Searching for the right VOD model
Video-on-demand is back with a vengeance, prompting widescale MSO preparations for service launches at a moment when the business model seems more unsettled than ever.
Just as the costs of providing server-based movies and other fare to subscribers have fallen to where operators can expect a reasonable return on investment in providing what might be termed a traditional version of VOD service, technical and strategic advances on other fronts are raising the question of whether the traditional version is the right approach. In a nutshell, the question is, are operators best served by focusing on a closed VOD platform offering only movies and services directly under their control, or should they prepare their platforms with the intention of supporting subscriber access to a wider range of VOD services from other sources as well, including, most significantly, the Internet?
That the traditional VOD model is now a workable concept seems not to be in doubt. "The economics look great," says Time Warner Cable CTO Jim Chiddix. In Time Warner's case, the economics in question are those associated with the VOD technology from SeaChange International Inc., which Time Warner is about to test in the field at an unspecified location. This year will be the "proving ground for VOD in the cable industry," Chiddix says.
"Eventually, VOD should reach every home that currently uses a VCR to play back rented movies," Chiddix adds. "In comparison, high-speed data will be a big success if we get to 15 to 20 percent penetration a few years down the road."
SeaChange says that with the cost of a VOD video stream now below $1,000, the payback on VOD, accounting for ongoing operational costs, has been cut to about 22 months. Assuming peak simultaneous usage rates of 10 percent, a single stream should be sufficient to serve 10 customers, which works out to $100 per customer, notes Yvette Gordon, the firm's director of interactive technologies. The per-stream cost includes all elements, such as additional QAM (quadrature amplitude modulation) modulators, that are needed for the VOD system, not just those elements supplied by SeaChange, she adds.
The SeaChange model involves use of server clusters consisting of up to five interconnected Windows NT-class servers per cluster, allowing operators to co-locate individual clusters at primary hubs, Gordon says. "Operators are looking at the optimal approach to the distribution architecture where a typical hub might serve 20,000 households, which might mean there are fewer than five servers per cluster," she adds.
Depending on the lengths of movies and other video material, a single server might handle up to 180 movies, which means just two or three servers might be all that's needed to accommodate the 20 percent of titles that typically accounts for 80 percent of the movie buys in a rental or VOD situation, Gordon says. Operators might then use a central, off-line repository to store the hundreds of other titles necessary to round out a full VOD library, providing dedicated bandwidth to each hub to support real-time delivery of movies not stored at the local cluster or setting up a delayed download over LAN connection from the headend to the hub, where the movie would be loaded and streamed within in a couple minutes of being ordered.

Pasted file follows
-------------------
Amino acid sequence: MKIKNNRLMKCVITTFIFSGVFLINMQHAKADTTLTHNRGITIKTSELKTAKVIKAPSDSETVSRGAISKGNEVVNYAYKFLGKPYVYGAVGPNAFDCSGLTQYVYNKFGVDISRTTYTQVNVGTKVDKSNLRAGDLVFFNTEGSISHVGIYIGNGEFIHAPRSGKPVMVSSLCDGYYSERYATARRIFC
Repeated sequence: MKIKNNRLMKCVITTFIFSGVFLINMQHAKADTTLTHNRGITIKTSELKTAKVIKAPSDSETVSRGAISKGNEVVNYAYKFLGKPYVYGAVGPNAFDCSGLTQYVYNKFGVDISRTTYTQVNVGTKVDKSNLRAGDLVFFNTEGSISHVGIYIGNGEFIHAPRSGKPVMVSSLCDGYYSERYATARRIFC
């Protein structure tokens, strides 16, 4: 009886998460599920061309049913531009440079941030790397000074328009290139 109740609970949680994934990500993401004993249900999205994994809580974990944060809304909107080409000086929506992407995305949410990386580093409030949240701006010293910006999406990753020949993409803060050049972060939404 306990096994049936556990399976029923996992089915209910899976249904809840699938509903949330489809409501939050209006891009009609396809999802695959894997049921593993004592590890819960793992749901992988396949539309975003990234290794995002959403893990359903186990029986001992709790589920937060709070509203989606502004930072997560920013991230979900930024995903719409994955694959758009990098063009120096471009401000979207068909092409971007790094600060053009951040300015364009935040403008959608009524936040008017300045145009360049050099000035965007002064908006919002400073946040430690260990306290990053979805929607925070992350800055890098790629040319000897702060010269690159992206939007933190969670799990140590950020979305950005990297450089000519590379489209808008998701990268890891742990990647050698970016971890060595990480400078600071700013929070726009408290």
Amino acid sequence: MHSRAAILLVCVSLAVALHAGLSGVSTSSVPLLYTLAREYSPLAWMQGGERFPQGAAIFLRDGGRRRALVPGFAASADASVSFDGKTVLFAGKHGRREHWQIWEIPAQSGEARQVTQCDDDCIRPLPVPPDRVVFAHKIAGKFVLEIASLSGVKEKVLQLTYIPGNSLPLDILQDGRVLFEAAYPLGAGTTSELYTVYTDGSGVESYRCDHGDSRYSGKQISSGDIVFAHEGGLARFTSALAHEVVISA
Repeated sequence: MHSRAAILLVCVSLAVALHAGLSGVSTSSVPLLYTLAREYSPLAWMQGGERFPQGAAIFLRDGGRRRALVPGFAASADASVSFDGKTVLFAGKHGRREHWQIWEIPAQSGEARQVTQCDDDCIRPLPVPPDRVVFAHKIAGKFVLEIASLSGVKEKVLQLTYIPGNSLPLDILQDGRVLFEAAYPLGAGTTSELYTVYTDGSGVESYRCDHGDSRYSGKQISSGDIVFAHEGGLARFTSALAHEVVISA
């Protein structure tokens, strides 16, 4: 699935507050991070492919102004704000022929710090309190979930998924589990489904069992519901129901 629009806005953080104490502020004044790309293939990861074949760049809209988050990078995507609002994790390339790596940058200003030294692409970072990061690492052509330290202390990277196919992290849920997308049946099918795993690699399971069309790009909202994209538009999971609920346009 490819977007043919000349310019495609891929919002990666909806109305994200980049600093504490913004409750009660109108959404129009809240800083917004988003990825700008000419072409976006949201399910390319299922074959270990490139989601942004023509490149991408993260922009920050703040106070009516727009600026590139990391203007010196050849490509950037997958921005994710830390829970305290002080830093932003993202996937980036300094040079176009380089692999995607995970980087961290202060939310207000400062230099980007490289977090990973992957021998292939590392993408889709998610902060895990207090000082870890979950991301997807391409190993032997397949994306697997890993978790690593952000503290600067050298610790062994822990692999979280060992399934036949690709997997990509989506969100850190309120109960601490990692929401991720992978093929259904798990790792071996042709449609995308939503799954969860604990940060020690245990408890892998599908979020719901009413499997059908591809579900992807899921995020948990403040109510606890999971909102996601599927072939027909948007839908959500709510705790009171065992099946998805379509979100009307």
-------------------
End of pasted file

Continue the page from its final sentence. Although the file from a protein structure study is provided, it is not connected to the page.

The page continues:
Of course, the impetus behind the rising enthusiasm for VOD among operators is not just the improving cost-benefits of VOD technology per se. Equally important is the success of satellite-delivered digital services, which are driving penetration of digital set-tops faster than many in the industry anticipated.
"VOD wasn't part of the plan when we put our digital operation together, but it is now," says a senior executive at Tele-Communications Inc., speaking on background. "We're going to move aggressively in this direction in '99, starting out with some trials and ramping up from there."
TCI led the cable charge into digital not because it saw a big revenue upside, but rather to defray the costs of upgrades by allowing its low-bandwidth systems to deliver more channels using digital compression and digital set-tops in conjunction with satellite feeds from its HITS (Headend-in-the-Sky) center in Denver. But, with the first year subscriber total at one million, exceeding company projections tendered just this past fall by 150,000, TCI and the rest of the industry now recognize digital packages are a strong draw regardless of local market conditions.
"We're seeing as much success with digital in our 750 MHz (110-channel) markets as we are in the lower capacity systems," says the TCI executive. "The big issue for us now is getting boxes fast enough to meet demand."
While much has been made of the industry's next-generation OpenCable set-top agenda as the key to launching interactive services, industry executives now look on current-generation digital boxes as more than adequate to the task of getting VOD off the ground, says General Instrument Corp. Senior Vice President David Robinson. "With the current state of the economics, at under $300 for highly functional digital set-tops, doing VOD on mainstream hardware becomes an easy decision," he says.